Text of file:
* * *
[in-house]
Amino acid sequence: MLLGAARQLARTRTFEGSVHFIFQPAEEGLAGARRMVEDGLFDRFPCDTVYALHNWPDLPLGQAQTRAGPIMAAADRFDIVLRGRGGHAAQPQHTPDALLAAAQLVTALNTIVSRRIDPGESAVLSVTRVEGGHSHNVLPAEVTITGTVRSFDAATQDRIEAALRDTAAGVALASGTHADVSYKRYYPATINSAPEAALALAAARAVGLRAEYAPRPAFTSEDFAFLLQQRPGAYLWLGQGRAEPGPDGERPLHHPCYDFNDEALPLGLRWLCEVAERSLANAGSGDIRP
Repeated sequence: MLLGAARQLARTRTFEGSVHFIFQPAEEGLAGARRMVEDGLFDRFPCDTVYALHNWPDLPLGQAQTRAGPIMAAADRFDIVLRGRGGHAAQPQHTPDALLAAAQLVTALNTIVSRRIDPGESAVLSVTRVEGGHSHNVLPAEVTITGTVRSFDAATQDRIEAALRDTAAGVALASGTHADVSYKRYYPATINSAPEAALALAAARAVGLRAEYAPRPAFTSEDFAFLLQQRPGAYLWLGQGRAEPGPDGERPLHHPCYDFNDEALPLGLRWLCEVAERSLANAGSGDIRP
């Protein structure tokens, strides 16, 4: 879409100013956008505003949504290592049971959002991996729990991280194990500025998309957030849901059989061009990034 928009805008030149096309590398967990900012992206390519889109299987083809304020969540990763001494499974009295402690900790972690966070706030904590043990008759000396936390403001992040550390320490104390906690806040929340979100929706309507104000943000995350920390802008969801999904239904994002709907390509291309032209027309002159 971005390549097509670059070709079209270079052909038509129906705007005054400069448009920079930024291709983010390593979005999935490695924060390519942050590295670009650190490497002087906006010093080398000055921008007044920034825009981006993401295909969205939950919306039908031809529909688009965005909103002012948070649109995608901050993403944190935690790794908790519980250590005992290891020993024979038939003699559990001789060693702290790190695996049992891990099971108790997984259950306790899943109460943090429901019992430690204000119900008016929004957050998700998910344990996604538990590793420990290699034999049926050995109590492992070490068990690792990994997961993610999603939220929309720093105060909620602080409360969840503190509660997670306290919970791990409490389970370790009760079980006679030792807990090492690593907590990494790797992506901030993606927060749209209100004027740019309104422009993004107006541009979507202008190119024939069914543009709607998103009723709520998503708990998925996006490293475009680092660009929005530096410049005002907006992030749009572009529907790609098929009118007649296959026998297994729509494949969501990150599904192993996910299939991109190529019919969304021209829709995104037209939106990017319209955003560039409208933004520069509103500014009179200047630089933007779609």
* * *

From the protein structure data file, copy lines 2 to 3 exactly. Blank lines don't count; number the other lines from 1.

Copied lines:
Amino acid sequence: MLLGAARQLARTRTFEGSVHFIFQPAEEGLAGARRMVEDGLFDRFPCDTVYALHNWPDLPLGQAQTRAGPIMAAADRFDIVLRGRGGHAAQPQHTPDALLAAAQLVTALNTIVSRRIDPGESAVLSVTRVEGGHSHNVLPAEVTITGTVRSFDAATQDRIEAALRDTAAGVALASGTHADVSYKRYYPATINSAPEAALALAAARAVGLRAEYAPRPAFTSEDFAFLLQQRPGAYLWLGQGRAEPGPDGERPLHHPCYDFNDEALPLGLRWLCEVAERSLANAGSGDIRP
Repeated sequence: MLLGAARQLARTRTFEGSVHFIFQPAEEGLAGARRMVEDGLFDRFPCDTVYALHNWPDLPLGQAQTRAGPIMAAADRFDIVLRGRGGHAAQPQHTPDALLAAAQLVTALNTIVSRRIDPGESAVLSVTRVEGGHSHNVLPAEVTITGTVRSFDAATQDRIEAALRDTAAGVALASGTHADVSYKRYYPATINSAPEAALALAAARAVGLRAEYAPRPAFTSEDFAFLLQQRPGAYLWLGQGRAEPGPDGERPLHHPCYDFNDEALPLGLRWLCEVAERSLANAGSGDIRP